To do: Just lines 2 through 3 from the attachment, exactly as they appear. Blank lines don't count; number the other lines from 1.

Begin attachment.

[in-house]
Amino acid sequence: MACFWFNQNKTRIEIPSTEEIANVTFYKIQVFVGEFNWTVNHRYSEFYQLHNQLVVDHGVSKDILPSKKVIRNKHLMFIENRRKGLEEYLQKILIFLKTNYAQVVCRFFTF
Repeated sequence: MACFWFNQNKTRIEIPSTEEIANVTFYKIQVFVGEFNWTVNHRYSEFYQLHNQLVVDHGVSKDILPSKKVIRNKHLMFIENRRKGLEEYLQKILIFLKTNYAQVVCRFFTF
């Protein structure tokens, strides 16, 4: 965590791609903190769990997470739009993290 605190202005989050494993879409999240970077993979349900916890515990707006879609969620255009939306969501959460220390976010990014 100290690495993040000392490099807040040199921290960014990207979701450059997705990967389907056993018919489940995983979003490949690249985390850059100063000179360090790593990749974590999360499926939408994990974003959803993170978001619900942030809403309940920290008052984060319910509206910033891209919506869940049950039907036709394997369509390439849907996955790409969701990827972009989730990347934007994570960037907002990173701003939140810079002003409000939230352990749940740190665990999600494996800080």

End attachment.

Amino acid sequence: MACFWFNQNKTRIEIPSTEEIANVTFYKIQVFVGEFNWTVNHRYSEFYQLHNQLVVDHGVSKDILPSKKVIRNKHLMFIENRRKGLEEYLQKILIFLKTNYAQVVCRFFTF
Repeated sequence: MACFWFNQNKTRIEIPSTEEIANVTFYKIQVFVGEFNWTVNHRYSEFYQLHNQLVVDHGVSKDILPSKKVIRNKHLMFIENRRKGLEEYLQKILIFLKTNYAQVVCRFFTF